In its decision upholding the law that stops doctors in Florida from asking patients if they own a gun, the 11th Circuit Court of Appeals wrote, "The practice of good medicine does not require interrogation about irrelevant, private matters."
Gun safety is not irrelevant. Gun safety is relevant to every single one of us.
Part of being a doctor is asking questions about people's homes and lives. It's particularly important in pediatrics, as children and youth don't always make the safest decisions for themselves. Because of this, keeping them safe means making sure their home is safe. Which includes gun safety.
9 children and youth are shot every day in gun accidents. And 80 percent of unintentional firearm deaths of children under the age of 15 happen in a home.
Reading through the decision, you'd think that doctors were on a crusade to report gun owners and take their guns away from them. This isn't true. I understand and respect that citizens have the right to legally own a gun. I just want to do what I can to be sure that no children are hurt with it. Which, in a nutshell, usually involves making sure that families know that the safest way to keep a gun is to store it locked with the ammunition stored (and locked) separately. Then onward to the next topic.
Which might be even more private than gun ownership (given the possibility of public injury, I don't know that gun ownership is such a private matter, but whatever). I practice the very best medicine when I ask about private matters--because private matters have everything to do with health and well-being. Along with all the usual diet and exercise and other health questions, I ask lots of private questions. I ask about depression (because it impacts children, and is treatable), employment status (so that I can connect people to resources if they need them) and other sources of family stress (because stress is bad for people). I ask parents about how they approach discipline and parenting and sleeping arrangements, and whether anybody smokes (so that I can offer advice and safety information). I ask teens about sex and drugs (so that I can help them be safe and make healthy decisions).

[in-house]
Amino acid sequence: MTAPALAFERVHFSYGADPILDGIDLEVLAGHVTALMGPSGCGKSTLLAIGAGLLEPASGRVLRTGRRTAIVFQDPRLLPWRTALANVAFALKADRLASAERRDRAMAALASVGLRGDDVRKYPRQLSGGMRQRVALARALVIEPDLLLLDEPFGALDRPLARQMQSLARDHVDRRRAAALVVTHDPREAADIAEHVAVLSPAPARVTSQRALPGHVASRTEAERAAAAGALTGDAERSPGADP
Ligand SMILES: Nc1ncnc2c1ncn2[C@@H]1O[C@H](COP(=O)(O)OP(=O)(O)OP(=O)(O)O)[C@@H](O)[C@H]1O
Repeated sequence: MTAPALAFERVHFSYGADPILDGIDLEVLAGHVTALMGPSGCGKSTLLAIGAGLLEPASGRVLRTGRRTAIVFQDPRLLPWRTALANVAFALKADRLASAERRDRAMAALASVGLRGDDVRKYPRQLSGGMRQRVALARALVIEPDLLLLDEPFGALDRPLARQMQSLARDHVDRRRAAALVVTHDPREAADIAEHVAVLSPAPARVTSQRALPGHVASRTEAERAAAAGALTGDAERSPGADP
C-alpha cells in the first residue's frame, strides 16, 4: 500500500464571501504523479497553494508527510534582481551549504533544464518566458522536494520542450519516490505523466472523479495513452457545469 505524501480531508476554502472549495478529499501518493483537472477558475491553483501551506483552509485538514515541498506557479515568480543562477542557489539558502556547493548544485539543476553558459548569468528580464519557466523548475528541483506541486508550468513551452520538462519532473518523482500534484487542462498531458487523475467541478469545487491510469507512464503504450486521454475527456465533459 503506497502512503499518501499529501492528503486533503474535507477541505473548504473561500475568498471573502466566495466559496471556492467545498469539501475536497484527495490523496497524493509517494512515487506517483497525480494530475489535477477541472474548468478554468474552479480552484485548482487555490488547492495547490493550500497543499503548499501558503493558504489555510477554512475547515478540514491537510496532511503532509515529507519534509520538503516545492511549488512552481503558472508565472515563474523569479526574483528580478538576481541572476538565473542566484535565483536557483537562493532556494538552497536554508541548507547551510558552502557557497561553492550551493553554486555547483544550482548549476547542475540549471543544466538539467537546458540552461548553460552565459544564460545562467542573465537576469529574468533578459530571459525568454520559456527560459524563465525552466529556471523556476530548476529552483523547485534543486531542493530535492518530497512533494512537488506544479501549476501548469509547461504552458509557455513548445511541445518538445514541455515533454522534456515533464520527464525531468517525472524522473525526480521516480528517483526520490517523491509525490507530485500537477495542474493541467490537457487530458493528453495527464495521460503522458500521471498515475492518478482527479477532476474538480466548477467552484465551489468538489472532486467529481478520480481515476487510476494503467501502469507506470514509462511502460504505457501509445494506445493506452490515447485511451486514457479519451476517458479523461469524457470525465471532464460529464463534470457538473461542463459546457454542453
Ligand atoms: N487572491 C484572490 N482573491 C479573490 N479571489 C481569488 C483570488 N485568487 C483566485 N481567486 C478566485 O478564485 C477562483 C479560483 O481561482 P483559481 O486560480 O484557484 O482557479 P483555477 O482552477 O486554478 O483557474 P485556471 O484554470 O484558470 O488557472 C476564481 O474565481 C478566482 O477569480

The ruling talked a lot about the imbalance of power between doctors and patients, and how people might feel they have to answer questions even if they don't want to. That's a real issue--and there's no easy solution. I strive in every single conversation to ask my questions and give my advice supportively and without judgment. I am sure that I do better in some conversations than others. But none of my questions is ever irrelevant. Honestly, with everything I need to get done in a patient visit these days, I don't have time for irrelevant questions.
I don't know what I would do if I lived and worked in Florida. The ruling does say that doctors can ask if they think it's relevant to the health and safety of the patient, and that I can always exercise my First Amendment rights--but given that the court clearly thinks that sometimes it's irrelevant, and since it also says clearly that I can't count on the First Amendment to protect me, would I risk the penalties (including not just fines or probation but revocation of one's medical license)? It's hard to say.
And that's what's so sad. Because of this ruling, fewer pediatricians will talk about gun safety--which means that fewer families will get the information they need. Which could mean that more people, more children, will be hurt--or killed.
It also opens the door for other restrictions on the speech and questions of doctors. Which is just as scary--more so, even, because it could stop us from saving so many lives.
What I want is what all doctors want: to keep my patients safe and well. This law gets in the way. It's a law that could be more dangerous than a gun could ever be.
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